Hidden in Plain Sight: An Alternative Vision of American History in Washington D.C.
Story by K. Mitchell Snow
Photos by Paul Clemence
Everyone knows what Washington, DC is supposed to look like: the Capitol, the Supreme Court, the White House and the monuments to Jefferson and Lincoln all proclaim US democracy’s debt to ancient Greece. More contemporary ideas about a truly inclusive democracy have also found their way into the District of Columbia’s cityscape.
Tanzania born, Ghanaian-British architect Sir David Adjaye’s National Museum of African American History and Culture nods at the forms of classical architecture, but its lively facade recalling the decorative ironwork created by enslaved peoples in the southern US is what made it an instant hit. This same spirit of inclusiveness appears throughout the city in ways that are not always so evident.
Just a few blocks away from Adjaye’s edifice sits the opulent Beaux Artes headquarters of the Organization of American States. Immigrant architect Paul Philippe Cret looked to the Mayan culture of Central America to express what made his building American. The decidedly unassuming house that once served as its Director General’s residence, tucked around the back of the building, is now the Art Museum of the Americas. It is here that Cret’s Mayan influences are most easily seen in non-pandemic times.
Beyond its white-gallery spaces, dedicated to art exhibitions featuring South and North American artists concerned with issues of equitable development and human rights, is the home’s “interior courtyard.” Its blue-tiled walls and ceramic decorations based on the remains of Copan helped to inspire the Mayan Revival Art Deco style that was soon to come.
For a very different take on what it meant to be a resident of the Americas nearly half a century later, wend your way to the back of the Library of Congress’s Jefferson Building, take an elevator to the third floor, and turn left. Just beyond the double doors, you’ll find yourself in the vestibule of the Hispanic Reading Room surrounded by murals painted by one of Brazil’s leading modernists, Candido Portinari.
They are a remnant of the long-abandoned “Good Neighbor” policy prompted by US fears of fascist inroads into Ibero-America during World War II. Gone are the foyer’s elegant muses and philosophers in classic dress. Portinari’s images of “discovery,” pioneering, labor, and education blend figures representing Europeans and the Africans and indigenous peoples they enslaved.
Anonymous people with strong hands and feet engaged in the process of creating America dominate these murals, never the “leaders” lionized in official histories.
Another of the City’s libraries also makes an anti-fascist statement. Mies van der Rohe’s 1972 Martin Luther King Memorial Library, freshly updated by Mecanoo Architecten and Martinez+Johnson. van der Rohe fled Nazi Germany and its notoriously violent reaction to modernist aesthetics for the US in 1937, where even official Washington would adopt modernism as a symbol of liberty. His black steel and dark glass design for the city’s library would be one of his final projects and his only building in DC, he died in 1969 before it was completed. At the request of DC residents, the building was named for Dr. King in 1971, the library’s central mural celebrates King’s philosophy of non-violence. (If you’re tempted to explore the modernist architecture blossoming in other parts of the city, Adjaye’s Francis A. Gregory and William O. Lockridge neighborhood libraries would make excellent starting points.)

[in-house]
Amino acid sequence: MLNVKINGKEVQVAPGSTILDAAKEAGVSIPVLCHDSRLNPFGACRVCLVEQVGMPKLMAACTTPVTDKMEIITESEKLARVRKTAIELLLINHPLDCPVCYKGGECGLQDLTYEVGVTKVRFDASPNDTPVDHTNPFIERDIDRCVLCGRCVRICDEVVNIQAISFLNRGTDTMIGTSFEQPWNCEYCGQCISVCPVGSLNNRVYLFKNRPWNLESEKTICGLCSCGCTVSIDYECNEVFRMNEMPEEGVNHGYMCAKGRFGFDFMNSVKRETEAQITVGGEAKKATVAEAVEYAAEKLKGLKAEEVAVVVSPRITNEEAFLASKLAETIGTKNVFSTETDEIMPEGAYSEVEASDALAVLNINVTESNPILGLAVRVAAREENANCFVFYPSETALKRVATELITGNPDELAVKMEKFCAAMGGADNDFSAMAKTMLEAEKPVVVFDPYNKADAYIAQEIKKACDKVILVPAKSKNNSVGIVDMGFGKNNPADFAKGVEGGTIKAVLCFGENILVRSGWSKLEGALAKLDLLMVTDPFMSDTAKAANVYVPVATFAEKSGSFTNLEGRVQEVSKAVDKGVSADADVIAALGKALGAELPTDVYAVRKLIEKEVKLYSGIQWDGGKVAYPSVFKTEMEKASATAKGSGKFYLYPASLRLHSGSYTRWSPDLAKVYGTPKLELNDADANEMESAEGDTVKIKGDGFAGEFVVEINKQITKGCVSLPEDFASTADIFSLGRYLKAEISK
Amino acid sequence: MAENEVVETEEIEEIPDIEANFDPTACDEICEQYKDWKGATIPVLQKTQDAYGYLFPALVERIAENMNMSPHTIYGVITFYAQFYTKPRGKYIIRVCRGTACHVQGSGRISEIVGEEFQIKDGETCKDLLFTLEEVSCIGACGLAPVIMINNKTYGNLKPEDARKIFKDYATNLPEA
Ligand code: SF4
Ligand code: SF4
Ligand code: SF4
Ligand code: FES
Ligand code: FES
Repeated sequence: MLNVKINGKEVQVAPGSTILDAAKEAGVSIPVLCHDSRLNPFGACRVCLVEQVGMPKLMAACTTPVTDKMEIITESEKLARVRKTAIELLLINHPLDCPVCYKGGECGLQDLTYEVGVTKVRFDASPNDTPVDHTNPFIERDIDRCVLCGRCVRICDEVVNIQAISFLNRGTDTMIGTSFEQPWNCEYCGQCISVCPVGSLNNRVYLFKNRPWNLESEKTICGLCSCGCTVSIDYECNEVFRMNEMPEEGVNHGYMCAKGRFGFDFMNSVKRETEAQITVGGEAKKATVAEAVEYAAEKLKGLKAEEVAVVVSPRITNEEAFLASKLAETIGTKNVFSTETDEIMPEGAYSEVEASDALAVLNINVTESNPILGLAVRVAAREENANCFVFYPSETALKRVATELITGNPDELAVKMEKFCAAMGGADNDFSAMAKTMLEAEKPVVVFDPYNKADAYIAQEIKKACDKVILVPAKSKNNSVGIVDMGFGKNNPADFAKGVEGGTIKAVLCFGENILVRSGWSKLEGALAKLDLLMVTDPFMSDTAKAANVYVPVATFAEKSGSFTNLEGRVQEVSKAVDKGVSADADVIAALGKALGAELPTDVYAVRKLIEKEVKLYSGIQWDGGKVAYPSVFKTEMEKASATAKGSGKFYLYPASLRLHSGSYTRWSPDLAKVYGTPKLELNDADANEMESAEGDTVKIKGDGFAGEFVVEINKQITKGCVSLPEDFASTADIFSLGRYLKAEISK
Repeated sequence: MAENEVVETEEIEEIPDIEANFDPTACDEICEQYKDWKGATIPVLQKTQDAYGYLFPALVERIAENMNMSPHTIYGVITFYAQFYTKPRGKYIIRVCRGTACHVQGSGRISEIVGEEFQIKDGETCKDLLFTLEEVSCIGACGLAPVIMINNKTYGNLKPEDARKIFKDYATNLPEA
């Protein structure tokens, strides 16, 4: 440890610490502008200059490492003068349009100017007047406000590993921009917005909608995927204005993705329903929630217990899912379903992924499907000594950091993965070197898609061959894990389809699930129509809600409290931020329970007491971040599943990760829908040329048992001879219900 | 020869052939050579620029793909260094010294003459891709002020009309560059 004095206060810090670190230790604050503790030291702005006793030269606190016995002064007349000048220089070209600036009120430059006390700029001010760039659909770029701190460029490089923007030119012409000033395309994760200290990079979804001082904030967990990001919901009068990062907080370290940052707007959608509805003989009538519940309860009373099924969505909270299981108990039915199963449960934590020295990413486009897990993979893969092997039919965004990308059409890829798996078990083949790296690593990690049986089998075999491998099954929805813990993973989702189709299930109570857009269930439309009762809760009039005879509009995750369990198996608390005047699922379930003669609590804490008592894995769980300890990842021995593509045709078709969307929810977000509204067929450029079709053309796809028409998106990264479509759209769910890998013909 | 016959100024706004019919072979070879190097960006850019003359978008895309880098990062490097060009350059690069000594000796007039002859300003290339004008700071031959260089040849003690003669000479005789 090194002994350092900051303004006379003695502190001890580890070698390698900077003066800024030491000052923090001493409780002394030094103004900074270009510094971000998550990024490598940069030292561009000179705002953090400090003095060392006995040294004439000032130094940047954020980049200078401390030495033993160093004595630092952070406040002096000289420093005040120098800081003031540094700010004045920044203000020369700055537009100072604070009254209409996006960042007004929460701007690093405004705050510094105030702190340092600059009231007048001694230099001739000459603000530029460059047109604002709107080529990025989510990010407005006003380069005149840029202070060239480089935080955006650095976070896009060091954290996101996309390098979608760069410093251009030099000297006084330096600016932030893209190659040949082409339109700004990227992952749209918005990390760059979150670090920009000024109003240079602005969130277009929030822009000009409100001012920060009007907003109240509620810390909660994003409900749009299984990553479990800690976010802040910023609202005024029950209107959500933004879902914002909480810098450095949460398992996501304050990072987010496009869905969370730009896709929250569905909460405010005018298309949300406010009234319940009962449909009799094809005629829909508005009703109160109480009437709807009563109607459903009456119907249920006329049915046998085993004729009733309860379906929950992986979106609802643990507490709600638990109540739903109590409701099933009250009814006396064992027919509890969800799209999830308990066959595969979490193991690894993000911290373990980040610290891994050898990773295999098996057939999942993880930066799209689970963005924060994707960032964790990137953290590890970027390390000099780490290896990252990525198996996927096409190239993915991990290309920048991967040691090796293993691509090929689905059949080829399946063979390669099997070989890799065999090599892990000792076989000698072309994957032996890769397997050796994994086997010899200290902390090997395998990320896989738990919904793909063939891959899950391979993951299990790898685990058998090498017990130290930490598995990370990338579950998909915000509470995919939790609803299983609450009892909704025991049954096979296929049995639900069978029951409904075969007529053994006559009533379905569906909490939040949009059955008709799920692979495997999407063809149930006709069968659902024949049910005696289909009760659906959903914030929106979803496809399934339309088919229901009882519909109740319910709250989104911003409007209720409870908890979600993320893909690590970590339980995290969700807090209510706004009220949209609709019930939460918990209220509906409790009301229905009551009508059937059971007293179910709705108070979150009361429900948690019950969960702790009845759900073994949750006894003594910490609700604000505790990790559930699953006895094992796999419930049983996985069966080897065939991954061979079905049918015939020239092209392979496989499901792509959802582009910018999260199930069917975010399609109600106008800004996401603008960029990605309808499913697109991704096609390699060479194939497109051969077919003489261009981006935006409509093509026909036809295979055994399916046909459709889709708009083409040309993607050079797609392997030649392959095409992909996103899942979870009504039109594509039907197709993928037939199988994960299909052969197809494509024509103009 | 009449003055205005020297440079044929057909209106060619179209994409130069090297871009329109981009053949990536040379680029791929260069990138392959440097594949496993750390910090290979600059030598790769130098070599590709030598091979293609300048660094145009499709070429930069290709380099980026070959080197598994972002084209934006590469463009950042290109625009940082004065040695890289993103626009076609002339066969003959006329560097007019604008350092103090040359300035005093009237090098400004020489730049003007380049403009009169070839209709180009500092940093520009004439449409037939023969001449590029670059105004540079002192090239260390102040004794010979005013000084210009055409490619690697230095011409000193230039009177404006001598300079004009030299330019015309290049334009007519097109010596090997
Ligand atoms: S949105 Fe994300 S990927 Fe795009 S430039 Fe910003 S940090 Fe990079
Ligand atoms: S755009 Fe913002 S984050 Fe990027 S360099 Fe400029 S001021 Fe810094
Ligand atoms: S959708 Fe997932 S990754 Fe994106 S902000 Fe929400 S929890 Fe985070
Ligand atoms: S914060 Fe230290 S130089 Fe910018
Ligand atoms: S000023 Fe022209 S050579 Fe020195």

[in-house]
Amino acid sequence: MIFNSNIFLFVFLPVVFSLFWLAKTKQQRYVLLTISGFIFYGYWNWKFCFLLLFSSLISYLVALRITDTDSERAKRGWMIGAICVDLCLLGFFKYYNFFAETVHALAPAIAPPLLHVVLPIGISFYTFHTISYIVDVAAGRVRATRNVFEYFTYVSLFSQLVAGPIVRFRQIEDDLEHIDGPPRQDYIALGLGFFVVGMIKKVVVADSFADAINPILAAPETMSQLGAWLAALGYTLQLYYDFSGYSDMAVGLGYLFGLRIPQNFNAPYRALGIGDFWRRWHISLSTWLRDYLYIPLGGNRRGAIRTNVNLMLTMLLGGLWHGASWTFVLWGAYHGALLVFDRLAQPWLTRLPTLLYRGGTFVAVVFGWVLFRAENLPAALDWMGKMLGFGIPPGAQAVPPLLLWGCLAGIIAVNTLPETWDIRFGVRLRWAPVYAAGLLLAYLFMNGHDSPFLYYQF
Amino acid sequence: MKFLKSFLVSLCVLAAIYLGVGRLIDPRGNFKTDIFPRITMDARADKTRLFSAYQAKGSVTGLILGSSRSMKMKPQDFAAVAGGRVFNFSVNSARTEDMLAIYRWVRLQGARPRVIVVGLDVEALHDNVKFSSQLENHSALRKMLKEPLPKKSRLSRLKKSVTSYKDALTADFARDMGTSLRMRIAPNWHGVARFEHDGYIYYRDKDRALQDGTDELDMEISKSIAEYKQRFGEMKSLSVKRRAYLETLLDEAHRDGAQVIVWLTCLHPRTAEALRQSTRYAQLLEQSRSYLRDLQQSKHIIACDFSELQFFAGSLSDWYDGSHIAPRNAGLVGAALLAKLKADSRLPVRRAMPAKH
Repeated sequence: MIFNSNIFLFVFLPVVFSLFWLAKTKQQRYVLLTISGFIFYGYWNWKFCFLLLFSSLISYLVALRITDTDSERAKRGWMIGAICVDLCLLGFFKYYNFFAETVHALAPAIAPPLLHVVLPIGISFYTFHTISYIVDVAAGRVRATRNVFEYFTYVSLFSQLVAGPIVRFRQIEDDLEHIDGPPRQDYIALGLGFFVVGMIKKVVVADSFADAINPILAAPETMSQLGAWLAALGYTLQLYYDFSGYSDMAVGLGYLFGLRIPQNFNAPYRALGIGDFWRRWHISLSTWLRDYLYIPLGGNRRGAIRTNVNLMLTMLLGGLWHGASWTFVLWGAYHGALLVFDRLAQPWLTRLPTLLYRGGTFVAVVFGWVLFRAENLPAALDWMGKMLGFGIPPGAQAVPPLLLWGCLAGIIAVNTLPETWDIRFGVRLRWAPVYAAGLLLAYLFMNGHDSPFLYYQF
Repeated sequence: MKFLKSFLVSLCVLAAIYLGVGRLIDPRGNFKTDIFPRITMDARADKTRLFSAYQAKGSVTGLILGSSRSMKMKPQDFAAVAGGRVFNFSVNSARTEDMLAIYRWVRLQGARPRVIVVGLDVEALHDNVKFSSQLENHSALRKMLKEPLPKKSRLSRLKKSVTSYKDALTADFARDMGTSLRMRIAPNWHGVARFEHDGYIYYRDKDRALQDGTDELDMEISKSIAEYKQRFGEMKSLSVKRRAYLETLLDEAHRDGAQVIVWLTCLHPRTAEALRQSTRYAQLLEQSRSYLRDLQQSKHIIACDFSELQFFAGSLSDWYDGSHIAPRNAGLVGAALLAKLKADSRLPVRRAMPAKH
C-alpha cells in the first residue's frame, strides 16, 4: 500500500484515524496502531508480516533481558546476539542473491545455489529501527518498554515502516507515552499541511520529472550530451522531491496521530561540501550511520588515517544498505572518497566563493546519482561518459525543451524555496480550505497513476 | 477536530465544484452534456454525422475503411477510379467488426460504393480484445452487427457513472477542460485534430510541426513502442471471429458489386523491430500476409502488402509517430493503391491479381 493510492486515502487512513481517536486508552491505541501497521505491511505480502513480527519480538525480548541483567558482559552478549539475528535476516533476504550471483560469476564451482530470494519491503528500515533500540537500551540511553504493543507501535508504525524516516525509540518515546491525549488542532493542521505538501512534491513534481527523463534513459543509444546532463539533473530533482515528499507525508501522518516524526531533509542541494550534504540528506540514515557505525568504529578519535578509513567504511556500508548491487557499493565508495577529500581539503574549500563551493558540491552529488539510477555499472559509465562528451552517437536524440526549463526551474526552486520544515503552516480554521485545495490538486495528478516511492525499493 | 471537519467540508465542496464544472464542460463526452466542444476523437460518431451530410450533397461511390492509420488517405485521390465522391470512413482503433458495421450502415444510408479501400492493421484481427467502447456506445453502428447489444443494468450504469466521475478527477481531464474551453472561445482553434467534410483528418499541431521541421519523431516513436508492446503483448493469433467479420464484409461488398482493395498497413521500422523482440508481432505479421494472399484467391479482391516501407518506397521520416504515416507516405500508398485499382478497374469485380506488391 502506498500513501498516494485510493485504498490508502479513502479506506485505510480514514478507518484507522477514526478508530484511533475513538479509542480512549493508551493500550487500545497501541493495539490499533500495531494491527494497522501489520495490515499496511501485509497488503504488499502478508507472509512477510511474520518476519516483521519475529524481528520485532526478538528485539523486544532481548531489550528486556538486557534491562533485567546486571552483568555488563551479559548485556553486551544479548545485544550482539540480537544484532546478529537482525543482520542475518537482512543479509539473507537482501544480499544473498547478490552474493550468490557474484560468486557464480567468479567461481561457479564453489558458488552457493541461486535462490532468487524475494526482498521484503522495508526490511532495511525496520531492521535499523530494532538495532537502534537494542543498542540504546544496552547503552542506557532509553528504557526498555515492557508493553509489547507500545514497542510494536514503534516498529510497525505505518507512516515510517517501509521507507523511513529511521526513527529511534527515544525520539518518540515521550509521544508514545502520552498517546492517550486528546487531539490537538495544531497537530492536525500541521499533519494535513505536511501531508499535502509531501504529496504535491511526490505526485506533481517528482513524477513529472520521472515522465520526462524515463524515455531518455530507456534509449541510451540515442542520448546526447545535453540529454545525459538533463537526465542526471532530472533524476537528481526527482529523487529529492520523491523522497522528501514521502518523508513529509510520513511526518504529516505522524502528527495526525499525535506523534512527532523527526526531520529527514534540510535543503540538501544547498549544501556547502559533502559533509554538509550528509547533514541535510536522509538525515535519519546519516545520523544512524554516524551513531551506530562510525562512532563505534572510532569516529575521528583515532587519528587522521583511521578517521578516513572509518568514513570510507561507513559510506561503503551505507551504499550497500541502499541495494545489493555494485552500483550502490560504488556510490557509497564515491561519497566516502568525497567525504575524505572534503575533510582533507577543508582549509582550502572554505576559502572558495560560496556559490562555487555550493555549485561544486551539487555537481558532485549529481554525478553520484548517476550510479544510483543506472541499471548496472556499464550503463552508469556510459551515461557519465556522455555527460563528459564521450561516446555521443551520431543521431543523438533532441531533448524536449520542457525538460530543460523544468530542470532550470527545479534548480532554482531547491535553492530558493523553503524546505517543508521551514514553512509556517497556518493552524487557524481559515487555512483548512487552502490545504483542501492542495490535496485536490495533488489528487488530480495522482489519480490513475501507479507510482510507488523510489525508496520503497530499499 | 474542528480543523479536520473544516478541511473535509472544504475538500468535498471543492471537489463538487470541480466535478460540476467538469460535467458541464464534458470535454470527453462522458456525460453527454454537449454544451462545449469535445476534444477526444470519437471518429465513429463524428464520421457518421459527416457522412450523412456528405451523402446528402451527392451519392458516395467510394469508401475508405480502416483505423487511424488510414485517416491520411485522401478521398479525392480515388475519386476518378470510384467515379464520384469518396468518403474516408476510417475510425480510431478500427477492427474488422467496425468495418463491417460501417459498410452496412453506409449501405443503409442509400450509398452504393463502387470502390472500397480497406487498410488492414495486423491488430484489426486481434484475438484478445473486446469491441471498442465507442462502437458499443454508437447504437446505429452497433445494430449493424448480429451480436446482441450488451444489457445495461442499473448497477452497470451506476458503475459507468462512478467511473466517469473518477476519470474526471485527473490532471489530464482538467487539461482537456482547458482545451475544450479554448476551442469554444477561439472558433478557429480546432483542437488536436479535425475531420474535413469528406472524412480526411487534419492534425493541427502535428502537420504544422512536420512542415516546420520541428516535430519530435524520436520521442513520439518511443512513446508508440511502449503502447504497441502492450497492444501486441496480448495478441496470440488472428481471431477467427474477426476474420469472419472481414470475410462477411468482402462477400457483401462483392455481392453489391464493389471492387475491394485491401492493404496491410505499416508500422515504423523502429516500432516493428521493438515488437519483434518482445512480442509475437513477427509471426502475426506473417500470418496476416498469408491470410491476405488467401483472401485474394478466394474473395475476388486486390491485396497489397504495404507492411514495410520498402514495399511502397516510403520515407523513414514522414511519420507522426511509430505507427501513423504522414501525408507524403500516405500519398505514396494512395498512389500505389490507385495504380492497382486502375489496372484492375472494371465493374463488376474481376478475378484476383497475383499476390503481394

Back on Washington’s Mall is Chinese immigrant I. M. Pei’s East Building of the National Gallery of Art, another of Washington’s growing handful of modernist landmarks. The building’s exquisitely designed and engineered knife-edge holds an unmistakable appeal.
Follow the subtle path along the building’s southwest facade and look carefully at that edge. One by one, every day since it opened in 1978 a few visitors to the gallery have been unable to resist the urge to touch it. At about hand’s height, what was once almost cuttingly sharp white marble has evolved into a light brown, smoothly concave surface. There’s a message here as well: even stone will not resist the sustained activity of a people.
K. Mitchell Snow is the author of A Revolution in Movement: Dancers, Painters, and the Image of Modern Mexico (University Press of Florida 2020). He has written about Latin American art and culture for publications such as Américas, Art Nexus, History of Photography and Review: Literature and Arts of the Americas.
Paul Clemence is an award-winning photographer and writer exploring the cross-section of design, art and architecture. A published author, his volume Mies van der Rohe’s FARNSWORTH HOUSE remains to this day the most complete photo documentation of that iconic modern residential design, and a selection of these photos is part of the Mies van der Rohe Archives housed by MoMa, New York. He is widely published in arts, architecture and lifestyle magazines like Metropolis, ArchDaily, Architizer, Modern, Casa Vogue Brasil and others. Archi-Photo, aka Architecture Photography, his Facebook photo blog quickly became a photography and architecture community, with over 970,000 followers worldwide. An architect by training, Clemence is originally from Rio de Janeiro, Brazil and now lives and works in Brooklyn, New York.